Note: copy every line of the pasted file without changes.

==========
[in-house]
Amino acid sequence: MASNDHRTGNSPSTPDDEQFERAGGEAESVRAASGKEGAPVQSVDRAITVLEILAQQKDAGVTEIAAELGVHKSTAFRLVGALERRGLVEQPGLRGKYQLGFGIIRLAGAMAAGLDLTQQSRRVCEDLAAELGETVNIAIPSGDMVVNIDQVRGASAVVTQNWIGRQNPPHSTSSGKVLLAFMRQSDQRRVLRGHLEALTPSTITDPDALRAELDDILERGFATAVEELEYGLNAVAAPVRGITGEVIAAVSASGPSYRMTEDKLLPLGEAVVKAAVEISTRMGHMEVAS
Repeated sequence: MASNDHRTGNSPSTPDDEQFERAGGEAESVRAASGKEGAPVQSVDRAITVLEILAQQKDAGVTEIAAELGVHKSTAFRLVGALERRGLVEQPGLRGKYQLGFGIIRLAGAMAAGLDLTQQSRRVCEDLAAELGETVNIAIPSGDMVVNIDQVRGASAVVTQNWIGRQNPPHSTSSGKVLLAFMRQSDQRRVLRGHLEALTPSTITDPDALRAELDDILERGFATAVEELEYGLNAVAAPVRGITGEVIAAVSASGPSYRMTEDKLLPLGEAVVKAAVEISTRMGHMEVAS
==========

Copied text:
[in-house]
Amino acid sequence: MASNDHRTGNSPSTPDDEQFERAGGEAESVRAASGKEGAPVQSVDRAITVLEILAQQKDAGVTEIAAELGVHKSTAFRLVGALERRGLVEQPGLRGKYQLGFGIIRLAGAMAAGLDLTQQSRRVCEDLAAELGETVNIAIPSGDMVVNIDQVRGASAVVTQNWIGRQNPPHSTSSGKVLLAFMRQSDQRRVLRGHLEALTPSTITDPDALRAELDDILERGFATAVEELEYGLNAVAAPVRGITGEVIAAVSASGPSYRMTEDKLLPLGEAVVKAAVEISTRMGHMEVAS
Repeated sequence: MASNDHRTGNSPSTPDDEQFERAGGEAESVRAASGKEGAPVQSVDRAITVLEILAQQKDAGVTEIAAELGVHKSTAFRLVGALERRGLVEQPGLRGKYQLGFGIIRLAGAMAAGLDLTQQSRRVCEDLAAELGETVNIAIPSGDMVVNIDQVRGASAVVTQNWIGRQNPPHSTSSGKVLLAFMRQSDQRRVLRGHLEALTPSTITDPDALRAELDDILERGFATAVEELEYGLNAVAAPVRGITGEVIAAVSASGPSYRMTEDKLLPLGEAVVKAAVEISTRMGHMEVAS